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Will Stadiums Be Full By August?

March 6, 2021
Corona Virus and Football in the fall of 2021

The coronavirus really did a number on college and professional sports in 2020. The NBA and NHL suspended their seasons for four months before returning to play in single locations. Major League Baseball played a modified 60-game schedule and a handful of college football conferences started their 2020 seasons late. 

The NFL pulled off its entire 2020 season with just a few hiccups and the NHL, NBA, and college basketball have all started new seasons with the coronavirus still hanging around. That begs the question, “Will stadiums be full by August?” Will our sports world ever return to normal?

Latest COVID-19 Numbers

The most recent coronavirus numbers show that there have been somewhere in the neighborhood of 29 million positive cases of the virus. There have been upwards of 520,000 deaths attributed to the virus. 

Since coronavirus vaccinations began distribution in December of 2020, more than 82 million doses have been administered accounting for roughly 16 to 17 percent of the U.S. population. Currently, two million vaccinations are being administered on a daily basis. President Biden had called for 100 million doses by the end of his first 100 days in office. That is likely to happen and will play a role in how full stadiums will be by August.


After finishing their 2019-20 seasons late, both the NBA and NHL started their new seasons late. Both leagues decided against playing in a bubble again and teams do travel. The NHL did realign divisions to cut down on the amount of travel. The NBA shortened its season by 10 games and allowed time for postponed games to be made up.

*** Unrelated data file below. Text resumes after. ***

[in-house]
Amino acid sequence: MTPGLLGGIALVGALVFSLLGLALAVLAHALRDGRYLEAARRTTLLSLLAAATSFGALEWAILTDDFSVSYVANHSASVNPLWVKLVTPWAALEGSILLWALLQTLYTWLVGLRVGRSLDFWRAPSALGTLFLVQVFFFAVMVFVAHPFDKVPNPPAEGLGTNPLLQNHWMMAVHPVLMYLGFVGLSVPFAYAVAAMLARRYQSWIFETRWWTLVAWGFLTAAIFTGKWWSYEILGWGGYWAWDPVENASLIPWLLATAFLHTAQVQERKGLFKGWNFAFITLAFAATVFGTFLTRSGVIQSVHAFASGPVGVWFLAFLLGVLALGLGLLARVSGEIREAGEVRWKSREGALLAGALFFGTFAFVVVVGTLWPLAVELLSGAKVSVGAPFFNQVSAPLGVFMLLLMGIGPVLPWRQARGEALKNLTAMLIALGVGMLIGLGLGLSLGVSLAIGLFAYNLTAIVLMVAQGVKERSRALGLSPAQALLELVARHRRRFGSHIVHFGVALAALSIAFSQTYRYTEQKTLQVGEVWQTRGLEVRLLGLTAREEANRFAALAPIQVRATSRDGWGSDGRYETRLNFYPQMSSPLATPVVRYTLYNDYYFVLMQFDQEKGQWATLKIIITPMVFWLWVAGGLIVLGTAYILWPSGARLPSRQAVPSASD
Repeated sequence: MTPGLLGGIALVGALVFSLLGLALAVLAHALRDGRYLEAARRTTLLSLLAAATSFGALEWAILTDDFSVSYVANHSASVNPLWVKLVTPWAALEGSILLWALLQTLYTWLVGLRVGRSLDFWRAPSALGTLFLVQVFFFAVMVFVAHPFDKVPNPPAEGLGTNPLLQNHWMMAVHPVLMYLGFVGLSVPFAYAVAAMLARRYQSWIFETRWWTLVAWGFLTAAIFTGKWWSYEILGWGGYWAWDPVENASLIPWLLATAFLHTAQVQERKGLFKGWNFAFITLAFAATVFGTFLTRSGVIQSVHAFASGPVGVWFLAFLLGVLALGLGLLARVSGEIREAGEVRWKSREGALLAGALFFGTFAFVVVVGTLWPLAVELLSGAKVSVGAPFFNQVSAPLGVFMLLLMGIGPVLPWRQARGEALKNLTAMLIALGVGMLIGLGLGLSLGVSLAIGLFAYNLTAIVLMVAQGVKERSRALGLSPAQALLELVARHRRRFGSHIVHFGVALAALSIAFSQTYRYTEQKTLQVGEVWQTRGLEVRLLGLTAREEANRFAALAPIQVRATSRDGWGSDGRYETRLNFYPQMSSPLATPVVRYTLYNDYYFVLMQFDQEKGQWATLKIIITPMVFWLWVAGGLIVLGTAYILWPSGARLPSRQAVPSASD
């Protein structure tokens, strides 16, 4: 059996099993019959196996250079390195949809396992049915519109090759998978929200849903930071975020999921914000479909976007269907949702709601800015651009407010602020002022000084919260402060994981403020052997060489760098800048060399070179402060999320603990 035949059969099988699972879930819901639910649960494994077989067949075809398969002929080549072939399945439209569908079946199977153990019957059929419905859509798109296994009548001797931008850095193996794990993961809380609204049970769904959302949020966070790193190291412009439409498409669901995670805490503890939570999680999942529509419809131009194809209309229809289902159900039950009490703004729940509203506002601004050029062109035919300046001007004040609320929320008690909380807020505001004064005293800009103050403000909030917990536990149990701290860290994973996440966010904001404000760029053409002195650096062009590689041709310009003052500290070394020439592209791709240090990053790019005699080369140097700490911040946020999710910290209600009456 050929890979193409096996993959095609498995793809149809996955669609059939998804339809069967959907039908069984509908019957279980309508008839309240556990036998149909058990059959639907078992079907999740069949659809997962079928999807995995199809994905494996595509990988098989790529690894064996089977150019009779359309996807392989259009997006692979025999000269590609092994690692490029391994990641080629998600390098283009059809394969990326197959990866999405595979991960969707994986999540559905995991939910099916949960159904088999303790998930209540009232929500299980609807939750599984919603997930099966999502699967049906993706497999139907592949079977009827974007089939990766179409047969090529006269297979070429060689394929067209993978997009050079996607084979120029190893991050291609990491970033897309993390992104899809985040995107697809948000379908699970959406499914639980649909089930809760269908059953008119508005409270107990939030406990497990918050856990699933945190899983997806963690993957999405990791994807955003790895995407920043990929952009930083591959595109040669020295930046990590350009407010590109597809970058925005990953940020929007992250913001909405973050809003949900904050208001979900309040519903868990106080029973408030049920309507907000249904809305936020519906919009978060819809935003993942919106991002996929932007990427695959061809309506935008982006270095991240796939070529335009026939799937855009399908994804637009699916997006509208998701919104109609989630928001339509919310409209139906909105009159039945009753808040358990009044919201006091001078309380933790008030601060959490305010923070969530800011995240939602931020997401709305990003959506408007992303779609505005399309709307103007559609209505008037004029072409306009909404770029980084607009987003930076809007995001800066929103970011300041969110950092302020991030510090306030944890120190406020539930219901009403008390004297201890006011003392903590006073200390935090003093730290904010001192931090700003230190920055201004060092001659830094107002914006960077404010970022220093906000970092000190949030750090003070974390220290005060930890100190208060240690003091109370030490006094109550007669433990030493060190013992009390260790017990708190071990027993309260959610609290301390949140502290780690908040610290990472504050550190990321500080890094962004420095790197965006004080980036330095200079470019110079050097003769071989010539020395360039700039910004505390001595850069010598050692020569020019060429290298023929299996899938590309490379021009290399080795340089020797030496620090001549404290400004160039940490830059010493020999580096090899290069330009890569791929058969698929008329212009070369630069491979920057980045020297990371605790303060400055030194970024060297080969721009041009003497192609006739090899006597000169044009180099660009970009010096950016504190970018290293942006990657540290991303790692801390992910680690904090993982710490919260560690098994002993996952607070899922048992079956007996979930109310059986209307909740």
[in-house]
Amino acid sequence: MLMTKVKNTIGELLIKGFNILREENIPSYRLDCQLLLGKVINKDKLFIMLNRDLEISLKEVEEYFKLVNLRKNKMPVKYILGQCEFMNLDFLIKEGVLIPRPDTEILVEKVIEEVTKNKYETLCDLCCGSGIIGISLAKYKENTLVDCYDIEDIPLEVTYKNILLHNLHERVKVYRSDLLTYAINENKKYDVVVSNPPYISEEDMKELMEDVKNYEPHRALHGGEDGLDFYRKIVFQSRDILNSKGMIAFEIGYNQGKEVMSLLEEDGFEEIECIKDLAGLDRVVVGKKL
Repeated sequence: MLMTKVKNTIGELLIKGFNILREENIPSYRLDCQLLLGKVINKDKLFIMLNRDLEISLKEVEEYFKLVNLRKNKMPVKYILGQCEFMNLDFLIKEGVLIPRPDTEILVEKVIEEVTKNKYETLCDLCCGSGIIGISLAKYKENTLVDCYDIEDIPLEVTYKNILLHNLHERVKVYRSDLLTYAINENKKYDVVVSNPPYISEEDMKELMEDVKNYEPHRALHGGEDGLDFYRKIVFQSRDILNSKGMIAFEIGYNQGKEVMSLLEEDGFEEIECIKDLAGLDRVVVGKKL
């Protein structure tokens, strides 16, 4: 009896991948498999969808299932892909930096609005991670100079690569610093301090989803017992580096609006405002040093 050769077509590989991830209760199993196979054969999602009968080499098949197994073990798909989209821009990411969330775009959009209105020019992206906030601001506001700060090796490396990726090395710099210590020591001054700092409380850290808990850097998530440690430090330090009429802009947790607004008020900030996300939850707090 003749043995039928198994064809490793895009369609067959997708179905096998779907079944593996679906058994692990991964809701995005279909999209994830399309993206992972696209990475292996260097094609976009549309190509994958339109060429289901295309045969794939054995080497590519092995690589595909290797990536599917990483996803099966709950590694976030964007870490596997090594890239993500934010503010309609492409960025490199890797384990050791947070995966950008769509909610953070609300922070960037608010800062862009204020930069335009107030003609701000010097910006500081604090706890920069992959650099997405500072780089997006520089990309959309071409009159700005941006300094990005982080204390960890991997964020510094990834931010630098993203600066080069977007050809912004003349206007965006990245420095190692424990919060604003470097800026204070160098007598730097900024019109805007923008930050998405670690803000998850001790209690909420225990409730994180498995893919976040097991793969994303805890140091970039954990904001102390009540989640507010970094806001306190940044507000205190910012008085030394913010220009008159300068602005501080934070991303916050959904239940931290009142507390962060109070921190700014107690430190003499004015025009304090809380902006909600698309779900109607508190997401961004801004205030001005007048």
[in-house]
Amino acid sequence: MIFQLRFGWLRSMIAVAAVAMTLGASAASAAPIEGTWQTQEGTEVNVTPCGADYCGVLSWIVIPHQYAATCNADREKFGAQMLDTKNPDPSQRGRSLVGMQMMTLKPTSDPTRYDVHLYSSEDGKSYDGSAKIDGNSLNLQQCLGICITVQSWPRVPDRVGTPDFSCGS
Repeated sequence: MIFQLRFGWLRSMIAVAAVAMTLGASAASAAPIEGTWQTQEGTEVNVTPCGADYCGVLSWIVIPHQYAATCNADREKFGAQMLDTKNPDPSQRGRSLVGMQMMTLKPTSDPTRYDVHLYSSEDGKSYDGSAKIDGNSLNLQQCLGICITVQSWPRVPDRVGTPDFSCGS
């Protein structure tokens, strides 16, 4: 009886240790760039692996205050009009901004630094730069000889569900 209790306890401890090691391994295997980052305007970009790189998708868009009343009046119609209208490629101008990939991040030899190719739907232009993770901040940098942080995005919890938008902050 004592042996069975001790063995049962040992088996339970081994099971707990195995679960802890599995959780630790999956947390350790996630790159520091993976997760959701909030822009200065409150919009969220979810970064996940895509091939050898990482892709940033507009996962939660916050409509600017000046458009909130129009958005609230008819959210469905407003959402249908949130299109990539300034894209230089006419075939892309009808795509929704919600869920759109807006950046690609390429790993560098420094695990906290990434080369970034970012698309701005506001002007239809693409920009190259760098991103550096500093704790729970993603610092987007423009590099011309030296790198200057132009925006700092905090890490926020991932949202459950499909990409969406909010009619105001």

So far, only six NBA teams allow fans at games this season. Houston is one of them thanks, in part, to going ticket-less, cash-less, and touch-less. This is a trend that actually started before the virus and is now being accelerated because of it. 

Currently, 11 NHL teams allow fans with four more teams planning on allowing fans beginning in March. Much of whether or not fans are permitted has to do with state and local governments. The state of California remains closed, for example, while the Dallas Stars have allowed 5,000 fans all season long.

College Basketball

There was some push-back when the NCAA announced it would proceed with its 2020-21 season. Like the NBA, most schools did not allow fans. Those that did were capped at 25 percent capacity. Still, the results were outstanding.

There are 19 Division I college basketball conferences. They all played at least 84.7 percent of their games. The Missouri Valley Conference was the only one to play all of its games and 12 of the 19 played at least 90 percent of all games on the schedule.

The NCAA tournament will be held in one location – Indianapolis. Fans will be permitted at games, but they are limited to family members of players, coaches, and staff.

Dr. Fauci & Football

The great news is that by August much of the country will have been vaccinated. The number of coronavirus cases has been dropping dramatically in several states around the country. Reigning NCAA college football champion Alabama has already announced that Bryant-Denny Stadium will allow fans to pack the stadium just like pre-COVID days. That announcement came as part of a larger re-opening plan for the university.

Dr. Anthony Fauci, who became the face of the fight against the virus as the director of the National Institute of Allergy and Infectious Diseases, has said that he is hopeful that NFL games will have stadiums at full capacity at least at some point during the 2021 season. Fauci believes that having full stadiums will depend, in part, on how many people choose to be vaccinated. If that number falls somewhere between 75 and 85 percent, Fauci thinks it is highly likely that NFL and college football stadiums could return to some form of pre-pandemic normalcy. 

Ultimately, full stadiums by August will depend upon state and local government restrictions. By that time however, it is likely that state and local governments lift any coronavirus mandates allowing life to get back to some form of normalcy. That said, fans should be able to pack back into sports stadiums and arenas by the fall.